Sacbee — A three-judge federal court on Thursday denied the state's motion to soften a mandate that California's prison inmate population must be reduced by the end of the year to 137.5 percent of the design capacity of its 33 adult prisons.
Since the motion was filed in early January, Gov. Jerry Brown and Corrections Secretary Jeffrey Beard have said that, if their request was denied, they would appeal to the U.S. Supreme Court.
The three judges said in a 71-page order that if Brown and his top corrections officials do not comply with Thursday's order, they would be held in contempt "individually and collectively."
They wrote that they make such a threat reluctantly, "but with determination that defendants will not be allowed to continue to violate the requirements of the Constitution of the United States."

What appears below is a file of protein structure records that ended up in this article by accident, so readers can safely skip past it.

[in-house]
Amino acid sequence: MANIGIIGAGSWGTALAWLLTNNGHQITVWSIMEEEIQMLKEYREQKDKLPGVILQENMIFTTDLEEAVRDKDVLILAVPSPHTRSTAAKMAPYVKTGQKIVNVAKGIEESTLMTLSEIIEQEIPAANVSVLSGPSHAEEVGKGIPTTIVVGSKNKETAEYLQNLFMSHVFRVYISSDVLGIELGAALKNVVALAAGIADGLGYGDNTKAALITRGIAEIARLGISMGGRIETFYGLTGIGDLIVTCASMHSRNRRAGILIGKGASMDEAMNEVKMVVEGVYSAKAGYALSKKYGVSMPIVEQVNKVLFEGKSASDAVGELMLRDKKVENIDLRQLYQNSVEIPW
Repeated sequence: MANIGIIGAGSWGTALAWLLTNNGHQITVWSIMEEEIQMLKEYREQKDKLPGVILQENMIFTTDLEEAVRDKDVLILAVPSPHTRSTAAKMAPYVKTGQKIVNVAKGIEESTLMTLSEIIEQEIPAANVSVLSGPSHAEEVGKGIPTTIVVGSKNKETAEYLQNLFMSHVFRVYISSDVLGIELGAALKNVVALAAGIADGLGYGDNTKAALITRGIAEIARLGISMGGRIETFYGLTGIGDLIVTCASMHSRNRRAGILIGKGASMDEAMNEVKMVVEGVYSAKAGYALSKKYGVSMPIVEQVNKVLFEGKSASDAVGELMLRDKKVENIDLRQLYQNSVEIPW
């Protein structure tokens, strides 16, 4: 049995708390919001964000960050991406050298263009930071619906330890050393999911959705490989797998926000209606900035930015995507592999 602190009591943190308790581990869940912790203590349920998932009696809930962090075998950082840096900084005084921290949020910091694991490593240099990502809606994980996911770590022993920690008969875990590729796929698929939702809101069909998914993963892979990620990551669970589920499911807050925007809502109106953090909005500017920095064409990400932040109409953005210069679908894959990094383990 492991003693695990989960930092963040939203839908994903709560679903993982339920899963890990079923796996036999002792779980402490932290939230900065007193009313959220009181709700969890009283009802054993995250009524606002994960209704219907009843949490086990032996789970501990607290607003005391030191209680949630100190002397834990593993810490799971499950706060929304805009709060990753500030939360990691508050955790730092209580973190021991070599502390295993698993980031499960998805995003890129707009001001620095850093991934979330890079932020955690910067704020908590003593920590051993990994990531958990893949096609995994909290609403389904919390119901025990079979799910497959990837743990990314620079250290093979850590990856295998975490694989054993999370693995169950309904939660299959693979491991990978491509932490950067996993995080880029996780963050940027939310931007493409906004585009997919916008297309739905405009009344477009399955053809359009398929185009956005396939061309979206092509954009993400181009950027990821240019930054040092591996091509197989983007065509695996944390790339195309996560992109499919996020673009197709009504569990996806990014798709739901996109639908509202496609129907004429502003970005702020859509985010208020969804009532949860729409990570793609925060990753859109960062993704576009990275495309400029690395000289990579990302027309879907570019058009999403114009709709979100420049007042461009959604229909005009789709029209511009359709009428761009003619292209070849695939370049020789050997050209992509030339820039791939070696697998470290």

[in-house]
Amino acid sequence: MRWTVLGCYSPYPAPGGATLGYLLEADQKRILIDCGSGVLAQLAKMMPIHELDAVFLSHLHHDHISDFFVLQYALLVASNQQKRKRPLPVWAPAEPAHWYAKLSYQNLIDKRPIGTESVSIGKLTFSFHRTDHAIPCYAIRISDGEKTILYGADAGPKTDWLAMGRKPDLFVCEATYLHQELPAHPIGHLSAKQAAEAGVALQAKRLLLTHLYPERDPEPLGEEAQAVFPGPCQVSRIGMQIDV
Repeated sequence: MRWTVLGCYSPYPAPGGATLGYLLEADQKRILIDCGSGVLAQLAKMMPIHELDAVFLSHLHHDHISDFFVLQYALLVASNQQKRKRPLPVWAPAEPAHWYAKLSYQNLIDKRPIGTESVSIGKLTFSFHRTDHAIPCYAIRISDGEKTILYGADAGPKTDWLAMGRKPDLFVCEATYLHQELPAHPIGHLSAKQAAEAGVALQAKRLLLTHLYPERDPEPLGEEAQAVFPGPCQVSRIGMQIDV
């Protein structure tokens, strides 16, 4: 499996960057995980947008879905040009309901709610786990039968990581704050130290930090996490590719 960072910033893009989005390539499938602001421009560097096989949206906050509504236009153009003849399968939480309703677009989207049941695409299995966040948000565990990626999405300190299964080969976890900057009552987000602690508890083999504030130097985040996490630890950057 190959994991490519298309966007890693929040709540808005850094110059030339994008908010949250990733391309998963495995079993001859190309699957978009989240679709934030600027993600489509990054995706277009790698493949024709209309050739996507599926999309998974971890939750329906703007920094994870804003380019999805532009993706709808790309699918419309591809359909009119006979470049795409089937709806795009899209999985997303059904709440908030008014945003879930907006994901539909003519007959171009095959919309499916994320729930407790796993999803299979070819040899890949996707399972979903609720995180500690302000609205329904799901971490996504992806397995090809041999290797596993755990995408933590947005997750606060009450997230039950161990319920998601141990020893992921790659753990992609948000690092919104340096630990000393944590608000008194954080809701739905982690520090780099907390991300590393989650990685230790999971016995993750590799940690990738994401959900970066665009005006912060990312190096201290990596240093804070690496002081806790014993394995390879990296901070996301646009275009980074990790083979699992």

The ruling was the second major setback in less than a week for the Brown administration's all-out push to get prison health care out from under control of the federal judiciary.
In a stinging rebuke of that effort April 5, Sacramento U.S. District Judge Lawrence K. Karlton not only denied the state's motion to terminate his oversight of prison mental health care, he struck down part of the state's evidence in support of the motion, finding Brown, corrections officials and their lawyers from the Attorney General's Office stooped to unethical tactics. continue reading...